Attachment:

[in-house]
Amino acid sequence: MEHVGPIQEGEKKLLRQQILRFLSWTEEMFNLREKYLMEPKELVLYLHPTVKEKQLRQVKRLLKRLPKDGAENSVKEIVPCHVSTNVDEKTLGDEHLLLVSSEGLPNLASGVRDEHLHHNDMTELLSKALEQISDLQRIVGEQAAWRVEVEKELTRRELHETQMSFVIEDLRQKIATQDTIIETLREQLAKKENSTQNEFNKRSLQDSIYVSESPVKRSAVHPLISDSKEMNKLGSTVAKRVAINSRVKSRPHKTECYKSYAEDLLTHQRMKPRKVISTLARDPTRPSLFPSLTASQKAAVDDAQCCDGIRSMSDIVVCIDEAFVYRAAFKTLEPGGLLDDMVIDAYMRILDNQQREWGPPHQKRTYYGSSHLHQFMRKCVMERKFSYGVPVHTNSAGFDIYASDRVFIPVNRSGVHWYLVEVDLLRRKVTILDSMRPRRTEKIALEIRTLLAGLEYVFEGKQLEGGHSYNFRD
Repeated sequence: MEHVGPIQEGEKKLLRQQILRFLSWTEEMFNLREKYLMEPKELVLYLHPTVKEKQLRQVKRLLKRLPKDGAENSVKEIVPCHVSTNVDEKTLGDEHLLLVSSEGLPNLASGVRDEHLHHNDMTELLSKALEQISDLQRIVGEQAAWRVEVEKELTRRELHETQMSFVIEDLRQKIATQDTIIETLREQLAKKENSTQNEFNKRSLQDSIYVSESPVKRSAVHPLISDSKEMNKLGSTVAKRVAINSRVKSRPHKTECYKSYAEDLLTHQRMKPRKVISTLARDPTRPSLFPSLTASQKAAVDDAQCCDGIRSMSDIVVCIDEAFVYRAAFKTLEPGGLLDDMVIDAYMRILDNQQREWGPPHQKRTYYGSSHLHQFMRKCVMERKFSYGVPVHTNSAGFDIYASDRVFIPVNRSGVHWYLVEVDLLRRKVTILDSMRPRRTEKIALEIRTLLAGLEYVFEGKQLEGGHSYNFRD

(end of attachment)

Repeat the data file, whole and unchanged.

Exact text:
[in-house]
Amino acid sequence: MEHVGPIQEGEKKLLRQQILRFLSWTEEMFNLREKYLMEPKELVLYLHPTVKEKQLRQVKRLLKRLPKDGAENSVKEIVPCHVSTNVDEKTLGDEHLLLVSSEGLPNLASGVRDEHLHHNDMTELLSKALEQISDLQRIVGEQAAWRVEVEKELTRRELHETQMSFVIEDLRQKIATQDTIIETLREQLAKKENSTQNEFNKRSLQDSIYVSESPVKRSAVHPLISDSKEMNKLGSTVAKRVAINSRVKSRPHKTECYKSYAEDLLTHQRMKPRKVISTLARDPTRPSLFPSLTASQKAAVDDAQCCDGIRSMSDIVVCIDEAFVYRAAFKTLEPGGLLDDMVIDAYMRILDNQQREWGPPHQKRTYYGSSHLHQFMRKCVMERKFSYGVPVHTNSAGFDIYASDRVFIPVNRSGVHWYLVEVDLLRRKVTILDSMRPRRTEKIALEIRTLLAGLEYVFEGKQLEGGHSYNFRD
Repeated sequence: MEHVGPIQEGEKKLLRQQILRFLSWTEEMFNLREKYLMEPKELVLYLHPTVKEKQLRQVKRLLKRLPKDGAENSVKEIVPCHVSTNVDEKTLGDEHLLLVSSEGLPNLASGVRDEHLHHNDMTELLSKALEQISDLQRIVGEQAAWRVEVEKELTRRELHETQMSFVIEDLRQKIATQDTIIETLREQLAKKENSTQNEFNKRSLQDSIYVSESPVKRSAVHPLISDSKEMNKLGSTVAKRVAINSRVKSRPHKTECYKSYAEDLLTHQRMKPRKVISTLARDPTRPSLFPSLTASQKAAVDDAQCCDGIRSMSDIVVCIDEAFVYRAAFKTLEPGGLLDDMVIDAYMRILDNQQREWGPPHQKRTYYGSSHLHQFMRKCVMERKFSYGVPVHTNSAGFDIYASDRVFIPVNRSGVHWYLVEVDLLRRKVTILDSMRPRRTEKIALEIRTLLAGLEYVFEGKQLEGGHSYNFRD